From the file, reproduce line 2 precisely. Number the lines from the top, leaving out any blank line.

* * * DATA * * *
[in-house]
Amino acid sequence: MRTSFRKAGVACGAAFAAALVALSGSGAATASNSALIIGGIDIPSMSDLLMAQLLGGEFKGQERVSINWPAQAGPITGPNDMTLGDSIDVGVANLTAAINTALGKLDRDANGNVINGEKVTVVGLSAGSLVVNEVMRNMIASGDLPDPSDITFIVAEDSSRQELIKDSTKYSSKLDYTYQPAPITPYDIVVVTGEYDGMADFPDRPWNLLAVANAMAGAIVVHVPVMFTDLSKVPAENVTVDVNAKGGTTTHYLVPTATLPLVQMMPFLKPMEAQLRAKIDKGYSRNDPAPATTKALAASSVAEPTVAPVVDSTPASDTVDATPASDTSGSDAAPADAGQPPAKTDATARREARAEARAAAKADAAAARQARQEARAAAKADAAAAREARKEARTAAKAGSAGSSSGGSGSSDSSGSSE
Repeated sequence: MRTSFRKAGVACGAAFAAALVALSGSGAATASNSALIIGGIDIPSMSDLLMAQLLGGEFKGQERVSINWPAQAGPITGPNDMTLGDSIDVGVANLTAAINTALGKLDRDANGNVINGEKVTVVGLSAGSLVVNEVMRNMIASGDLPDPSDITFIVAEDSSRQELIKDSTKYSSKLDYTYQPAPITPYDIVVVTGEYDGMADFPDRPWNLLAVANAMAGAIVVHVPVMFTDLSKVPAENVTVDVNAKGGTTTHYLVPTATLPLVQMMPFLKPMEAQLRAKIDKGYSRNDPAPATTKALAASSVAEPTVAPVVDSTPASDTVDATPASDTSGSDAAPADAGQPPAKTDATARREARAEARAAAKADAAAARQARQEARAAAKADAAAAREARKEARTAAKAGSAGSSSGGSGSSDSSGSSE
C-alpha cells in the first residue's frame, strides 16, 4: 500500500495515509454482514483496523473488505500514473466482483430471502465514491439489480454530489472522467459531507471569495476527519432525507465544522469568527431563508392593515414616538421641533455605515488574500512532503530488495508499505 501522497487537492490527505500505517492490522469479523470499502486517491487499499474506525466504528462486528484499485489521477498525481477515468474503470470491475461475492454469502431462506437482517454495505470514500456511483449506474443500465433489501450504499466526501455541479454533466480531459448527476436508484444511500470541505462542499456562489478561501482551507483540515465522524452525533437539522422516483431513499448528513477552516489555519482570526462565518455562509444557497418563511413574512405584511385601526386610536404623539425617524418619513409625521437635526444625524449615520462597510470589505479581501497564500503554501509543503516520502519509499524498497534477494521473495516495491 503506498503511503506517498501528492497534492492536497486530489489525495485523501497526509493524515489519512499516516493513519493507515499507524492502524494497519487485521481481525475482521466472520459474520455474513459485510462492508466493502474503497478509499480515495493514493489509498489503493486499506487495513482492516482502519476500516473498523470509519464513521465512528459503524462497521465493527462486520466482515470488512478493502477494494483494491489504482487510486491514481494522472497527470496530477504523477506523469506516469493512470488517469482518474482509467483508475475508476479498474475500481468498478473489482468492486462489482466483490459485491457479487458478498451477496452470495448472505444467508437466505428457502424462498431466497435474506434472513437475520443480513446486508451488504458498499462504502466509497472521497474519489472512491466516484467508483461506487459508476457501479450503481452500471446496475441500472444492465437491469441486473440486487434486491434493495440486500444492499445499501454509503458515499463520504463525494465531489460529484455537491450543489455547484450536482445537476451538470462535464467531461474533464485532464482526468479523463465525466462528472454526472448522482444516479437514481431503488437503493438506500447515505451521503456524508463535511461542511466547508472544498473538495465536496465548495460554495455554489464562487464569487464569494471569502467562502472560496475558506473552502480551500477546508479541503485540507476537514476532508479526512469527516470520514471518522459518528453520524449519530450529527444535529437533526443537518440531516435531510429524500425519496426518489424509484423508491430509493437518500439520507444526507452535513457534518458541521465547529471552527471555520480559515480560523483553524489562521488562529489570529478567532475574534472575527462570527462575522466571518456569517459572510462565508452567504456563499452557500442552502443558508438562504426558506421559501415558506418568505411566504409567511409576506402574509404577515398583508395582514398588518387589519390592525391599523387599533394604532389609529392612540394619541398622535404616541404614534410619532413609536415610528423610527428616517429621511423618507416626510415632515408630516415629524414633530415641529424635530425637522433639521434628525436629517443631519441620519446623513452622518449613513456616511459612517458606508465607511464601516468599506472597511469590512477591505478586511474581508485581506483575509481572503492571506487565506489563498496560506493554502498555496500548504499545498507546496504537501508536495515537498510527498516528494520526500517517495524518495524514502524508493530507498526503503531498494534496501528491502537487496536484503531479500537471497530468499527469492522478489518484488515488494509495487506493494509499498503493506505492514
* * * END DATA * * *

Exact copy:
Amino acid sequence: MRTSFRKAGVACGAAFAAALVALSGSGAATASNSALIIGGIDIPSMSDLLMAQLLGGEFKGQERVSINWPAQAGPITGPNDMTLGDSIDVGVANLTAAINTALGKLDRDANGNVINGEKVTVVGLSAGSLVVNEVMRNMIASGDLPDPSDITFIVAEDSSRQELIKDSTKYSSKLDYTYQPAPITPYDIVVVTGEYDGMADFPDRPWNLLAVANAMAGAIVVHVPVMFTDLSKVPAENVTVDVNAKGGTTTHYLVPTATLPLVQMMPFLKPMEAQLRAKIDKGYSRNDPAPATTKALAASSVAEPTVAPVVDSTPASDTVDATPASDTSGSDAAPADAGQPPAKTDATARREARAEARAAAKADAAAARQARQEARAAAKADAAAAREARKEARTAAKAGSAGSSSGGSGSSDSSGSSE